One of life greatest lessons is that if you give a boy a fish, he eats for a day. But if you teach a boy to fish, you’ll have fish guts in your sink and trip over all his fishing rods in the garage.
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I’m actually really glad my medium boy
likes loves to fish. Seriously, there are a whole lot of other things he could be doing that are far, far worse. Best of all, when he has a successful trip, we all get to share in the spoils.
Though there are a lot of ways that you could “dress up” seafood, the best is often the most simple. When we are in Greece, we almost always have fish simply roasted whole and with a squeeze of lemon. The flavor of the fish, itself, is the show. They are best served alongside an equally simple side dish like horta (Greek cooked greens). This is really a quintessential Greek summer meal.
Simple Roasted Whole Trout or Salmon Recipe
- Whole cold water fish like trout or salmon, these were in the 14-20ish inch range (the heads were removed this time so that they could fit in the pan, but also my son wanted them for crayfish bait!)
- olive oil
- lemon juice
- salt to taste
Preheat the oven to 350 F. Do your best to wipe down any slime from the skin using a paper towel. Despite its feel, it does not add any anti-stick protection for your pan.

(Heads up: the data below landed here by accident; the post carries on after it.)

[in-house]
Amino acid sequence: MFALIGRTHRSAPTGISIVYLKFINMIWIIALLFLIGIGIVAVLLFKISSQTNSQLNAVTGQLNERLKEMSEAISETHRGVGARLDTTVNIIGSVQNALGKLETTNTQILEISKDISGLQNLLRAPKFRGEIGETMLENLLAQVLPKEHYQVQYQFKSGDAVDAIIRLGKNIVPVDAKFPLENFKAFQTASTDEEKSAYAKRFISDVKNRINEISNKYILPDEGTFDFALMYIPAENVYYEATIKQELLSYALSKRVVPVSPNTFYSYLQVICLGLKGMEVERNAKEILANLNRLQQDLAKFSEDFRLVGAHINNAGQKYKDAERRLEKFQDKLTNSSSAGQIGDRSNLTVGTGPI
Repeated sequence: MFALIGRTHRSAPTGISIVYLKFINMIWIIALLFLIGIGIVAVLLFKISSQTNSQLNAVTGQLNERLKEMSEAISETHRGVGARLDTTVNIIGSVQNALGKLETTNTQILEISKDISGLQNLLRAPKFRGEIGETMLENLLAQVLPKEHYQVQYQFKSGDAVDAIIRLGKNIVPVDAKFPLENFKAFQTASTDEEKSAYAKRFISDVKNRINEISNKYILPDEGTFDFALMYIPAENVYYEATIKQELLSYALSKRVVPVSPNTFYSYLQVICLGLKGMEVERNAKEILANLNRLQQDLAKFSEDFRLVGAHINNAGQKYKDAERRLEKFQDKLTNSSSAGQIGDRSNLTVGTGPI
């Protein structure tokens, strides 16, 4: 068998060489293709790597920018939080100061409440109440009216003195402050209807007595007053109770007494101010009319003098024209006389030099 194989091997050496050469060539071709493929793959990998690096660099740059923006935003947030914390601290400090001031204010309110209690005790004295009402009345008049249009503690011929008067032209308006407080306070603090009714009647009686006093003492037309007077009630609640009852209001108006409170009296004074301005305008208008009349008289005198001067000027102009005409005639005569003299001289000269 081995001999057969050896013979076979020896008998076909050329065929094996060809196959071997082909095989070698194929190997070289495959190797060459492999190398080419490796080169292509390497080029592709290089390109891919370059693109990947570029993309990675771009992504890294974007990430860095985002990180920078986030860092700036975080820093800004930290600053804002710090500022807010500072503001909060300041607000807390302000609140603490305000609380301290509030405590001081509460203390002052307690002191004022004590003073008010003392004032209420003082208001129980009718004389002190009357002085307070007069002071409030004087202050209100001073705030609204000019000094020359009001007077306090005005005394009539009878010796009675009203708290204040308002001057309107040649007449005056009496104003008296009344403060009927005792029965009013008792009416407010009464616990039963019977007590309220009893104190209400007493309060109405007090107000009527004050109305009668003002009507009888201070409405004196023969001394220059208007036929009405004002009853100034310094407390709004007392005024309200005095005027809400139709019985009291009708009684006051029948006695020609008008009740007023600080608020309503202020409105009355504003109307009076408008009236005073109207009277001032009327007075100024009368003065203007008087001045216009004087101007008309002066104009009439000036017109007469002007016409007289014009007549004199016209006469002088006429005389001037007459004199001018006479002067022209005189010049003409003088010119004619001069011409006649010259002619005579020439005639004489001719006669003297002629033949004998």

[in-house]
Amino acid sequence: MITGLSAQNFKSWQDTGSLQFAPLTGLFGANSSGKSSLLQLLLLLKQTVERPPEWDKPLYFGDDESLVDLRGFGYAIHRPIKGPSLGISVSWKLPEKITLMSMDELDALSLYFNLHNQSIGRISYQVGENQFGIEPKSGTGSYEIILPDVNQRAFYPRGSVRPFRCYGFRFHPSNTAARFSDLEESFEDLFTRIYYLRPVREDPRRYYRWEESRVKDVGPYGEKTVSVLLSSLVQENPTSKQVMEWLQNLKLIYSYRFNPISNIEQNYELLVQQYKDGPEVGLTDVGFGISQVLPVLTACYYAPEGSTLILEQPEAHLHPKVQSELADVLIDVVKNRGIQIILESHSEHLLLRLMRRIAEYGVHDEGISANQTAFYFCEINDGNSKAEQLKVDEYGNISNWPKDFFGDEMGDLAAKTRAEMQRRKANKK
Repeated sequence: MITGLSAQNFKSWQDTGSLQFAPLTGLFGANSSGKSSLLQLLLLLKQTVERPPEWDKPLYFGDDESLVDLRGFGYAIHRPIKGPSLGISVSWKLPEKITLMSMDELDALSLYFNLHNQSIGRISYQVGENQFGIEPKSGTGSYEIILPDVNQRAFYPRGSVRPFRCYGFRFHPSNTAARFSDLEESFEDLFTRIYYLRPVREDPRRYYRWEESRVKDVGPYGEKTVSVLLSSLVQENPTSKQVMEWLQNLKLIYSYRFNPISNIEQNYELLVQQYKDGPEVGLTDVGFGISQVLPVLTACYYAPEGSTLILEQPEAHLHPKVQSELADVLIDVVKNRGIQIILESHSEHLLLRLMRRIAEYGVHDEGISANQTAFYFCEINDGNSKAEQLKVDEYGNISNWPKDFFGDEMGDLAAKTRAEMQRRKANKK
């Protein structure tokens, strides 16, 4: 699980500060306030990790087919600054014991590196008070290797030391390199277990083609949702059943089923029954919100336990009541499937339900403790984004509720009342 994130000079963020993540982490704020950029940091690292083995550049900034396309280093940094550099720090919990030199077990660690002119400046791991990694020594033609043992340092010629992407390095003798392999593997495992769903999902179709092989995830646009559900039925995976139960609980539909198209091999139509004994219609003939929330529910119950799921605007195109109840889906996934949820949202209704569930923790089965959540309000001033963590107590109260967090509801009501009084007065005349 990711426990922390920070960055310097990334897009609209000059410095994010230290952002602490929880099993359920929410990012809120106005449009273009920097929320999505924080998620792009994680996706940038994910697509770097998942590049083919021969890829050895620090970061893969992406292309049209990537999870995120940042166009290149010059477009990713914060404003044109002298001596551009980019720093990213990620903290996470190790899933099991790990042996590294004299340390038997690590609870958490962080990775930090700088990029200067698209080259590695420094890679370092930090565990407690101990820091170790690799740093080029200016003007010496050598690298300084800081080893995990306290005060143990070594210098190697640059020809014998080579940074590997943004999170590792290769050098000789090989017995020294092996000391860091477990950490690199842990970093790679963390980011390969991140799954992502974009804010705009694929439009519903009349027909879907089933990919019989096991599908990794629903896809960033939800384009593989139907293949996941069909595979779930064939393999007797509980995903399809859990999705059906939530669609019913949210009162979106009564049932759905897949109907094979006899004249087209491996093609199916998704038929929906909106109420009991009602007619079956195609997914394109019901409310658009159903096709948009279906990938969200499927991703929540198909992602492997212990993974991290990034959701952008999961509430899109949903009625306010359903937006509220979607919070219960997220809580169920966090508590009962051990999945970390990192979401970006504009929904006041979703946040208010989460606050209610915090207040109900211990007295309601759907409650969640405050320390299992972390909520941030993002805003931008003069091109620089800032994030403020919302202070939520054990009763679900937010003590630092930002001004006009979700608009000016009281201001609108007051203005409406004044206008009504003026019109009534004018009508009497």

Place the fish on a shallow roasting pan and lightly coat the outsides and inside cavity of your clean fish with a little olive oil. There is no real need to add salt at this time as the skin is usually not consumed due to the scales and the flavor will not penetrate it. You can add a little salt, if desired, to the inside cavity, but it won’t reach all parts. You may just want to wait until the fish is served to use salt, and it really won’t need it.
Place the pan in the oven and cook for about 15-20 minutes. The time will depend on the size of your fish, and large fish may take even longer to completely cook at the thickest parts. You are aiming for flesh that begins to separate and flake, but without it being dried out. If you are cooking fresh fish, wild or farm raised, that hasn’t been frozen, it is really important to make sure your fish is thoroughly cooked in order to avoid the risk of parasites. This is a natural phenomenon that can’t always be avoided, so proper cooking is important. If your fish is cooked to the point that all the muscle tissue is flaky, you’re good.
Serve the fish with a little squeeze of fresh lemon to bring out the best flavor. If the fish got a little overcooked, drizzle a little olive oil to help add back that moisture (it tastes good anyway even if the fish isn’t dry!). If you want a little extra flavor kick, try serving this with some skordalia (Greek garlic dip) or tzatziki (Greek yogurt and cucumber dip). Enjoy!
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